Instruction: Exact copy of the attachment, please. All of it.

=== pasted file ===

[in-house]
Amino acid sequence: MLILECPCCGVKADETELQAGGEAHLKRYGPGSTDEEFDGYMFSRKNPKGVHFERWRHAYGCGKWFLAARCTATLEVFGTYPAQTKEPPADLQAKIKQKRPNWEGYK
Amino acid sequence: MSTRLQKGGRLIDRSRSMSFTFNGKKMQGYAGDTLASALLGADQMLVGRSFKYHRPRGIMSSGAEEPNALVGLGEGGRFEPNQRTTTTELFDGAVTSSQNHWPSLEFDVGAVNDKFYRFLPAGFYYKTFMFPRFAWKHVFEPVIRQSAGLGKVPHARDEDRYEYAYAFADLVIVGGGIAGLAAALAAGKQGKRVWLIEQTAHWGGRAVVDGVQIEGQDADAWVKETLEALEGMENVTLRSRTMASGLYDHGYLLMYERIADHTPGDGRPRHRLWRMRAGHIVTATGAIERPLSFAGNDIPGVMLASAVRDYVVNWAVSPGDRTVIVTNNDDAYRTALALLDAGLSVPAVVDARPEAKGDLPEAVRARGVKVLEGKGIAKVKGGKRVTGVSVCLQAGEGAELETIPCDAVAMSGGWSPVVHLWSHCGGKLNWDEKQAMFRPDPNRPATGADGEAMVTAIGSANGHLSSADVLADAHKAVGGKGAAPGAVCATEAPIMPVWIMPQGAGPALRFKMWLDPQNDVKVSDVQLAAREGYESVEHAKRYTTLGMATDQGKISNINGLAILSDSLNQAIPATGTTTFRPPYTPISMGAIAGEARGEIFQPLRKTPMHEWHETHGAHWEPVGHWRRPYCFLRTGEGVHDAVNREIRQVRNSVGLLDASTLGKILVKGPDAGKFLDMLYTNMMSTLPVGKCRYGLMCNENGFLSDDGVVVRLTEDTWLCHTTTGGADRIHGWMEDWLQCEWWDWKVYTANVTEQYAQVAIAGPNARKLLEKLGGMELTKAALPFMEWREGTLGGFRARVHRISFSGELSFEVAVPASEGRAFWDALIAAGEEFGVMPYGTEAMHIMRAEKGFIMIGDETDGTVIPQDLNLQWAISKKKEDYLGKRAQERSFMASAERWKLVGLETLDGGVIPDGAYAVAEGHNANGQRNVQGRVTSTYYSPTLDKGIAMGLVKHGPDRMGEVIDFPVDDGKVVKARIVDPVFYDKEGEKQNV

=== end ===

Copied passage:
[in-house]
Amino acid sequence: MLILECPCCGVKADETELQAGGEAHLKRYGPGSTDEEFDGYMFSRKNPKGVHFERWRHAYGCGKWFLAARCTATLEVFGTYPAQTKEPPADLQAKIKQKRPNWEGYK
Amino acid sequence: MSTRLQKGGRLIDRSRSMSFTFNGKKMQGYAGDTLASALLGADQMLVGRSFKYHRPRGIMSSGAEEPNALVGLGEGGRFEPNQRTTTTELFDGAVTSSQNHWPSLEFDVGAVNDKFYRFLPAGFYYKTFMFPRFAWKHVFEPVIRQSAGLGKVPHARDEDRYEYAYAFADLVIVGGGIAGLAAALAAGKQGKRVWLIEQTAHWGGRAVVDGVQIEGQDADAWVKETLEALEGMENVTLRSRTMASGLYDHGYLLMYERIADHTPGDGRPRHRLWRMRAGHIVTATGAIERPLSFAGNDIPGVMLASAVRDYVVNWAVSPGDRTVIVTNNDDAYRTALALLDAGLSVPAVVDARPEAKGDLPEAVRARGVKVLEGKGIAKVKGGKRVTGVSVCLQAGEGAELETIPCDAVAMSGGWSPVVHLWSHCGGKLNWDEKQAMFRPDPNRPATGADGEAMVTAIGSANGHLSSADVLADAHKAVGGKGAAPGAVCATEAPIMPVWIMPQGAGPALRFKMWLDPQNDVKVSDVQLAAREGYESVEHAKRYTTLGMATDQGKISNINGLAILSDSLNQAIPATGTTTFRPPYTPISMGAIAGEARGEIFQPLRKTPMHEWHETHGAHWEPVGHWRRPYCFLRTGEGVHDAVNREIRQVRNSVGLLDASTLGKILVKGPDAGKFLDMLYTNMMSTLPVGKCRYGLMCNENGFLSDDGVVVRLTEDTWLCHTTTGGADRIHGWMEDWLQCEWWDWKVYTANVTEQYAQVAIAGPNARKLLEKLGGMELTKAALPFMEWREGTLGGFRARVHRISFSGELSFEVAVPASEGRAFWDALIAAGEEFGVMPYGTEAMHIMRAEKGFIMIGDETDGTVIPQDLNLQWAISKKKEDYLGKRAQERSFMASAERWKLVGLETLDGGVIPDGAYAVAEGHNANGQRNVQGRVTSTYYSPTLDKGIAMGLVKHGPDRMGEVIDFPVDDGKVVKARIVDPVFYDKEGEKQNV